Turnover for executive-level positions within Health and Human Services organizations can be a challenging yet exciting time for everyone involved. Both the new executive and the organization have so much to offer one another, but there is always the possibility that your organization may be hesitant to adapt to the new executive’s processes and vice versa.
While change isn’t always bad, too much change brought about by an executive could lead to an unhappy and disengaged workforce. Tensions between the newly onboarded executive and their new organization could also lead to a higher turnover rate in the upcoming months. So what exactly can be done to ensure that the new executive is properly adjusting to a new workplace? Can the new executive practicing adaptive leadership techniques ease the process?
Practicing Adaptive Leadership
It’s important that newly hired executives understand that they are entering a workplace with a pre-established culture and identity. While it is important for these new members to contribute to the team, they may benefit even more from taking a step back and learning from the mistakes and successes of their predecessors.
QVC’s CEO, Mike George, does an excellent job of this by requiring his new executives to spend their first six months learning about the organization before jumping into their position’s responsibilities. This not only allows the new executives to better understand the workings of their new organization, but also allows the team to see if the executive will be a smart fit for the organization. While this may not be a practical process for all organizations, particularly smaller ones in a rapidly changing industry, it allows new executives to familiarize themselves with the current practices, softwares, and culture that already exist within the organization. This can ultimately reduce the cost of a bad new hire, especially for those essential executive roles.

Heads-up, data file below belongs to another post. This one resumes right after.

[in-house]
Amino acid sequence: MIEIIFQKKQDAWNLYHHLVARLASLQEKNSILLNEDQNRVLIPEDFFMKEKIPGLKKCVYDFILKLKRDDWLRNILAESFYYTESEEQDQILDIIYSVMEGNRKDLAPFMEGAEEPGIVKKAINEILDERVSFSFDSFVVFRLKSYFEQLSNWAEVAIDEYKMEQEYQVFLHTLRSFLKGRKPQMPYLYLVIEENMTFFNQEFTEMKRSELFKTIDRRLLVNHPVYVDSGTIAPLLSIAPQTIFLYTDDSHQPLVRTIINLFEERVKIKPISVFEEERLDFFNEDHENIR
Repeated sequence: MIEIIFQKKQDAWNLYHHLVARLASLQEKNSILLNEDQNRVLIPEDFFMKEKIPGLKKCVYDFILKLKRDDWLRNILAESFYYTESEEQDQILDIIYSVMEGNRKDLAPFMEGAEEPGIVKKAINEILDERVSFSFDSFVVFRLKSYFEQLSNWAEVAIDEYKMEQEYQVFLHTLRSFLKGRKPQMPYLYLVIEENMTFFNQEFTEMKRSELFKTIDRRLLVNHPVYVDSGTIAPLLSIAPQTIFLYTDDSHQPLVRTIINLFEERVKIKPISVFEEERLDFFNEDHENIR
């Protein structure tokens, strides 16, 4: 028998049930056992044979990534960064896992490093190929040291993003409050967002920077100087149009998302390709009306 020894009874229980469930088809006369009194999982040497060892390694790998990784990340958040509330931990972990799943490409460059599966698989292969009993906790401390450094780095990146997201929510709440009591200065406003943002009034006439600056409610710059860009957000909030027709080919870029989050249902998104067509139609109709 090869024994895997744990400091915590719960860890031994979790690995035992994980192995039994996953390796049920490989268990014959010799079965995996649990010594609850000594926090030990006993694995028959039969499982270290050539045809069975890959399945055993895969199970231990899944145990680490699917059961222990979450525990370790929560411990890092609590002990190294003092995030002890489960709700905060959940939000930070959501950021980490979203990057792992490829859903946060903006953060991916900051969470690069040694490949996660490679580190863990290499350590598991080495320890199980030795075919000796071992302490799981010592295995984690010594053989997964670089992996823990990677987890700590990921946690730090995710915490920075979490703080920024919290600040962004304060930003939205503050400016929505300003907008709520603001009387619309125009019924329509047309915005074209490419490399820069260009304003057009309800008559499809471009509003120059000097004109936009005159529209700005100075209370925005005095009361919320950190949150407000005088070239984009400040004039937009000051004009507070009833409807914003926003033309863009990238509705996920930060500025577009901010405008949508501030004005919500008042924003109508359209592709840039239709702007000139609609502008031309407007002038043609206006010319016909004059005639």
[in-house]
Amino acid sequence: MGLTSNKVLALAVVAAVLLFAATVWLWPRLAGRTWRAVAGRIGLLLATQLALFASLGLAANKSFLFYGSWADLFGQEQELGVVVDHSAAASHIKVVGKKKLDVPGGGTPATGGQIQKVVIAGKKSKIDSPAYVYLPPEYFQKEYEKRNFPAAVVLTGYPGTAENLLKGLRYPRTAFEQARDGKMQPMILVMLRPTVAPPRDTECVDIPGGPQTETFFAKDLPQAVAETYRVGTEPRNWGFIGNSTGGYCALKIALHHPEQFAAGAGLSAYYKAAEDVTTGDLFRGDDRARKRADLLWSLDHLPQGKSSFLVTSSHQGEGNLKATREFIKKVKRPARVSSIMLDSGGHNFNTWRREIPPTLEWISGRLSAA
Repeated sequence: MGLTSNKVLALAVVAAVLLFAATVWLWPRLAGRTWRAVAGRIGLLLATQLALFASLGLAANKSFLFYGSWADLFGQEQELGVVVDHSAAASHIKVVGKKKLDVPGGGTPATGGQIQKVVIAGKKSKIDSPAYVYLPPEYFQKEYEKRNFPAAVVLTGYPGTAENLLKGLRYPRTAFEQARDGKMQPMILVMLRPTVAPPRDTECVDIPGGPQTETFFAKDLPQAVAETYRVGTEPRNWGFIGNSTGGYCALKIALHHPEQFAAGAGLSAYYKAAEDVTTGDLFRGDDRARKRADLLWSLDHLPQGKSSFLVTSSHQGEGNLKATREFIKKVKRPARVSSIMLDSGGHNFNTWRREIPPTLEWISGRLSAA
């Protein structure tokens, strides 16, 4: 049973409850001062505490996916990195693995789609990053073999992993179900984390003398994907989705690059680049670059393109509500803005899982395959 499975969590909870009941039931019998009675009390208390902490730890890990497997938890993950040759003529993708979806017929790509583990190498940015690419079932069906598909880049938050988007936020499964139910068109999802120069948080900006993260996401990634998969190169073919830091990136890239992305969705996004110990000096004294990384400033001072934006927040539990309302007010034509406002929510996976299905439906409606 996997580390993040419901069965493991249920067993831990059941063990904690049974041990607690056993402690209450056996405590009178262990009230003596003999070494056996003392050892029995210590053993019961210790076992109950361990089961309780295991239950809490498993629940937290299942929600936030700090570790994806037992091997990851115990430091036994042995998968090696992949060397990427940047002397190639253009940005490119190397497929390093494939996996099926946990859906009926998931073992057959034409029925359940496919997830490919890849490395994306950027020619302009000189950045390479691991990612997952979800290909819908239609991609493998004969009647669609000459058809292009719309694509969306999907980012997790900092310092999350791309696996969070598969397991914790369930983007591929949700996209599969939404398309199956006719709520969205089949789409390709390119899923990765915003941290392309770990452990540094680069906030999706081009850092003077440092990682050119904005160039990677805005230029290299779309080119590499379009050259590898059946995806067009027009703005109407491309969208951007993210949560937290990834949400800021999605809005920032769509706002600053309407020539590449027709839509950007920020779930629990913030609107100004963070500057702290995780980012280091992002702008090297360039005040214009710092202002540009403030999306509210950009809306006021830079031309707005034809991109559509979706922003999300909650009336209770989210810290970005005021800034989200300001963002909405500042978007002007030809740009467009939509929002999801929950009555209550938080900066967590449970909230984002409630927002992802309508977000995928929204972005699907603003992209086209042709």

An Adaptive Workplace
While new executives should learn to adapt to their new organization, it’s also important for the workplace to be open to the executive’s ideas and future plans. It is important to have faith and trust in the new executive’s judgment and decision-making skills.
On average, 47% of Health and Human Services nonprofit executives that leave their organization will continue working in executive positions within the nonprofit sector. New executives, especially those with relevant backgrounds and experiences, can help take their new organization to new heights. Being adaptable to new changes implemented by newly-hired executives can be very rewarding in the long run.
The New Workplace
In order for this new found relationship to excel, both parties are going to need to adapt. Organizations need to be accepting of the perspective that new team members bring, and newly appointed executives must be aware of the current culture and work environment engrained within their new workplace. Trust and understanding is required by both sides when bringing in a new, experienced executive.
While this transition period is an exciting time for organizations, it must be treated with precaution. Rushing into the hiring and onboarding process of a new executive could cause unnecessary costs for an organization if it doesn’t work out. Fortunately, if this transition is approached the right way, it can be a valuable change that helps accelerate organizational growth.